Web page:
21. #21 |  Uptownbro41 | 

    yeah no, but how does that “God Save The Queen” song go, all modern-like & unatavistically I’m sure?

  22. #22 |  croaker | 

    @22

    “In a mature society, ‘civil servant’ is semantically equal to ‘civil master’.”

    Robert Heinlein, speaking as Lazarus Long.

  23. #23 |  Donald | 

    It would be so awsome if he said OK and then soon as the words “and liberty and justice for all” passed he lips he would add “except in the mother Fing courtroom bitch” then gave the judge the finger and dropped his pants.

  24. #24 |  Dan | 

    If someone is being forced to say the pledge, perhaps they could use the original raised hand salute, just to keep it authentic.

    Resisting the collective is draining. A Cuban I knew said sometimes as a kid she would get worn out from her passive resistance to State worship and when she was tired sometimes it was just easier to put on the red bandana, salute the flag, and sing the patriotic song.

  25. #25 |  Sky | 

    #56 Rebecca wrote “I live in Mississippi and I am appalled by this Judge’s action. I would also like to say that there are people like this all over this country, not just in Mississippi. I know there are a lot of reasons to hate on my state but I wish everyone would realize that there are a LOT of us here who do not and will not ever stand for what people like this Judge represent. Just sayin’. We aren’t all bastards down here and not all bastards live in Mississippi.”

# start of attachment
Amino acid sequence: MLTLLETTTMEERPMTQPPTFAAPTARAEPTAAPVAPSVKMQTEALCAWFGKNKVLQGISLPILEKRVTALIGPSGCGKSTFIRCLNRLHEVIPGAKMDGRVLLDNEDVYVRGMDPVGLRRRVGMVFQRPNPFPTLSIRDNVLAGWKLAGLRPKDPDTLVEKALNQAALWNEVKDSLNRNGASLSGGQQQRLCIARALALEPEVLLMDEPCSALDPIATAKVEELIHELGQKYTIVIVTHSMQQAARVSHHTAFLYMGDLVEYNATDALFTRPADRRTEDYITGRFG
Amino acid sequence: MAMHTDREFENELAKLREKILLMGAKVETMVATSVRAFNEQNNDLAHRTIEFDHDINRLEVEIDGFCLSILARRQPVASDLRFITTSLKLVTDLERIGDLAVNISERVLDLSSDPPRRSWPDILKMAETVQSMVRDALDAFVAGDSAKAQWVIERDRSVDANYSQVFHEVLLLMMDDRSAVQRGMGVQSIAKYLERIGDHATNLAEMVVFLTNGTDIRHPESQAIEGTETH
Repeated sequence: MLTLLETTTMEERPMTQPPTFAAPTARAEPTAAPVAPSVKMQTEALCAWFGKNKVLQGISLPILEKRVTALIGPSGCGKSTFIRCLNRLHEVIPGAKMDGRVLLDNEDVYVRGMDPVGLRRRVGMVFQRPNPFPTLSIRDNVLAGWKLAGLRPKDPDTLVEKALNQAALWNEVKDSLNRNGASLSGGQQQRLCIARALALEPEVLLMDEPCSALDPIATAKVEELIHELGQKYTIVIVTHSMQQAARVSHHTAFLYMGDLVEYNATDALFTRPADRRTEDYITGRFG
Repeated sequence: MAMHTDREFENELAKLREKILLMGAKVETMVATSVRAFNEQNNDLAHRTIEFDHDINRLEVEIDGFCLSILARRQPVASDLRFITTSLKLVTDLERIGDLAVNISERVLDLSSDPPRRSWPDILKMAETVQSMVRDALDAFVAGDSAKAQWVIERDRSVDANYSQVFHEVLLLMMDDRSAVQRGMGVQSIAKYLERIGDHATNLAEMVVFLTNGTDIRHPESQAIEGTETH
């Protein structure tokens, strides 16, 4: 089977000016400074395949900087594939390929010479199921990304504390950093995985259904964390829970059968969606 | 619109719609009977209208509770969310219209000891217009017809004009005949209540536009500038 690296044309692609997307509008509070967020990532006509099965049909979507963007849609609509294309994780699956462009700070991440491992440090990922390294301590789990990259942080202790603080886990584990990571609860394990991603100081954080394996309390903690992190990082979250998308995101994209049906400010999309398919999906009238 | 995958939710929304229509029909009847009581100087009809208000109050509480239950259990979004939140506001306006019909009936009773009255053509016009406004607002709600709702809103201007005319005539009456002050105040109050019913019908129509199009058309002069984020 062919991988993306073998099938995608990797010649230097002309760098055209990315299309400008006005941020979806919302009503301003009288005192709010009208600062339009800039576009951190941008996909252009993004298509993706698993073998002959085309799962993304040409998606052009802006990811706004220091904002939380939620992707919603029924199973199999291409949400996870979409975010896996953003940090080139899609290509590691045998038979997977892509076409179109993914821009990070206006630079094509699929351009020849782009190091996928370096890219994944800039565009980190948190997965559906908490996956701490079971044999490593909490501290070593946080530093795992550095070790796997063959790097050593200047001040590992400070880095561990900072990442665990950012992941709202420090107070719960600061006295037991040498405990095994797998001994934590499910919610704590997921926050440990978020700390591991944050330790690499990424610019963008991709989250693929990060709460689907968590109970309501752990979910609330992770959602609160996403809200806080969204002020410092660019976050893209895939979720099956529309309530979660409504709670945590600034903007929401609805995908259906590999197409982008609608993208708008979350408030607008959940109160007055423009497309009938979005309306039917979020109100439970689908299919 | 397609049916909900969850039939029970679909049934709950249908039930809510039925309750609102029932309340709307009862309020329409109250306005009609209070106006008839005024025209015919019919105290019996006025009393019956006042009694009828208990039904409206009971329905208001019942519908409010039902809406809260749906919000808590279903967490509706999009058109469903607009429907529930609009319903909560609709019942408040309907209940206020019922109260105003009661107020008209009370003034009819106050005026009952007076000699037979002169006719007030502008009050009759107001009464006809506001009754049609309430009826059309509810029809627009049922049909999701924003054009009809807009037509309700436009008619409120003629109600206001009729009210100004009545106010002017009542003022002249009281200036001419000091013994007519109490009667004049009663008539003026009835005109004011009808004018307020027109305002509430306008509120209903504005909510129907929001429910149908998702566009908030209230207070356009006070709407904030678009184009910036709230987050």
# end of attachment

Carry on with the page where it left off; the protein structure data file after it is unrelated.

Agreed Rebecca but you are assuredly in a minority there.

  26. #26 |  You Can’t Force People to Say the Pledge of Allegiance | theConstitutional.org | 

    […] but didn’t speak.) “Give thanks for your freedom, son, or I’m sending you to jail,” is how Radley Balko (The Agitator) […]

  27. #27 |  pam | 

    well, maybe if we say it enough over and over we’ll believe there is liberty and justice for all.

    JS-“soviet archive” lol

  28. #28 |  pam | 

    I think that would be GT not JS. ooops

  29. #29 |  NomDeWeb | 

    In high school, I once refused to stand for the pledge. My French teacher, a naturalized citizen from Panama whose French accent was…interesting, insisted that I stand up for my country; she either didn’t notice or didn’t understand why I saluted the flag with a straight arm…

  30. #30 |  pam | 

    do you think the judge was looking for trouble? The lawyer wasn’t being pro-active he was being passive; the judge seemed to pick his non-moving lips out a of a crowd of moving lips and this drew the judge’s contempt.

    Personally, I’ve always felt that pledges and songs we are required to recite and sing before various public functions (games, school concerts, courts, meetings etc, etc.) are voluntary. I never felt participation was mandatory. I never felt I could be arrested for not participating (or participating) whichever the case may be. Regurgitating silly meaningless words on demand should be a choice.

  31. #31 |  End-of-the-week links « The Country Estate |